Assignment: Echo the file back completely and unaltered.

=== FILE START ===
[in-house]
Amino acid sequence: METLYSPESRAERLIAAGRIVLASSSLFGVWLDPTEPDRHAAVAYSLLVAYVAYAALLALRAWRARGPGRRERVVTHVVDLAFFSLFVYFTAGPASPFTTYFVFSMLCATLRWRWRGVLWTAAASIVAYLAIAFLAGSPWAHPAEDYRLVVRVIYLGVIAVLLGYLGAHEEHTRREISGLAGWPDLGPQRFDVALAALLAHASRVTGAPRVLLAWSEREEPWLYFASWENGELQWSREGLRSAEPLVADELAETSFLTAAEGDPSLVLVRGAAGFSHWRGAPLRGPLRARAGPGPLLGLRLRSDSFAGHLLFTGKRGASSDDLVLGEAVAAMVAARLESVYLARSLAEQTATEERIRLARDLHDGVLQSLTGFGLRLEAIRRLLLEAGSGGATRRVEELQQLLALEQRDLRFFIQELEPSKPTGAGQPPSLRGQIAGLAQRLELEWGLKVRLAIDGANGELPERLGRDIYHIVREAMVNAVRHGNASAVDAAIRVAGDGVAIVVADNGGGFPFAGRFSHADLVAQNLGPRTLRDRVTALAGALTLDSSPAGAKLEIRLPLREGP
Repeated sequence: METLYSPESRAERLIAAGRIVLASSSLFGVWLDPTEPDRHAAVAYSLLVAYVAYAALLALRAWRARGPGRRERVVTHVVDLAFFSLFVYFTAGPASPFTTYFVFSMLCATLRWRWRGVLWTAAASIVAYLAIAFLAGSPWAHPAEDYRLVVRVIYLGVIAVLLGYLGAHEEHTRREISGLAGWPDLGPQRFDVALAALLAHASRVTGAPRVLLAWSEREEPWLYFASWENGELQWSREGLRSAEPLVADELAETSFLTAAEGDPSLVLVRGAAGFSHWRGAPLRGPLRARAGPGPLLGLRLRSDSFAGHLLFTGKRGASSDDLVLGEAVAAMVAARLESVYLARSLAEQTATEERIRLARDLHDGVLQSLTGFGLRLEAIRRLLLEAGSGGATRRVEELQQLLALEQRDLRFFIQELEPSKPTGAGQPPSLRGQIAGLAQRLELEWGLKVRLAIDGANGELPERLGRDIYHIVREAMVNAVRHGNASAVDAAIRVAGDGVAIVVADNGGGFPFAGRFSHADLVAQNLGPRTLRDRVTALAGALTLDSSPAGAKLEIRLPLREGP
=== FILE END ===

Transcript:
[in-house]
Amino acid sequence: METLYSPESRAERLIAAGRIVLASSSLFGVWLDPTEPDRHAAVAYSLLVAYVAYAALLALRAWRARGPGRRERVVTHVVDLAFFSLFVYFTAGPASPFTTYFVFSMLCATLRWRWRGVLWTAAASIVAYLAIAFLAGSPWAHPAEDYRLVVRVIYLGVIAVLLGYLGAHEEHTRREISGLAGWPDLGPQRFDVALAALLAHASRVTGAPRVLLAWSEREEPWLYFASWENGELQWSREGLRSAEPLVADELAETSFLTAAEGDPSLVLVRGAAGFSHWRGAPLRGPLRARAGPGPLLGLRLRSDSFAGHLLFTGKRGASSDDLVLGEAVAAMVAARLESVYLARSLAEQTATEERIRLARDLHDGVLQSLTGFGLRLEAIRRLLLEAGSGGATRRVEELQQLLALEQRDLRFFIQELEPSKPTGAGQPPSLRGQIAGLAQRLELEWGLKVRLAIDGANGELPERLGRDIYHIVREAMVNAVRHGNASAVDAAIRVAGDGVAIVVADNGGGFPFAGRFSHADLVAQNLGPRTLRDRVTALAGALTLDSSPAGAKLEIRLPLREGP
Repeated sequence: METLYSPESRAERLIAAGRIVLASSSLFGVWLDPTEPDRHAAVAYSLLVAYVAYAALLALRAWRARGPGRRERVVTHVVDLAFFSLFVYFTAGPASPFTTYFVFSMLCATLRWRWRGVLWTAAASIVAYLAIAFLAGSPWAHPAEDYRLVVRVIYLGVIAVLLGYLGAHEEHTRREISGLAGWPDLGPQRFDVALAALLAHASRVTGAPRVLLAWSEREEPWLYFASWENGELQWSREGLRSAEPLVADELAETSFLTAAEGDPSLVLVRGAAGFSHWRGAPLRGPLRARAGPGPLLGLRLRSDSFAGHLLFTGKRGASSDDLVLGEAVAAMVAARLESVYLARSLAEQTATEERIRLARDLHDGVLQSLTGFGLRLEAIRRLLLEAGSGGATRRVEELQQLLALEQRDLRFFIQELEPSKPTGAGQPPSLRGQIAGLAQRLELEWGLKVRLAIDGANGELPERLGRDIYHIVREAMVNAVRHGNASAVDAAIRVAGDGVAIVVADNGGGFPFAGRFSHADLVAQNLGPRTLRDRVTALAGALTLDSSPAGAKLEIRLPLREGP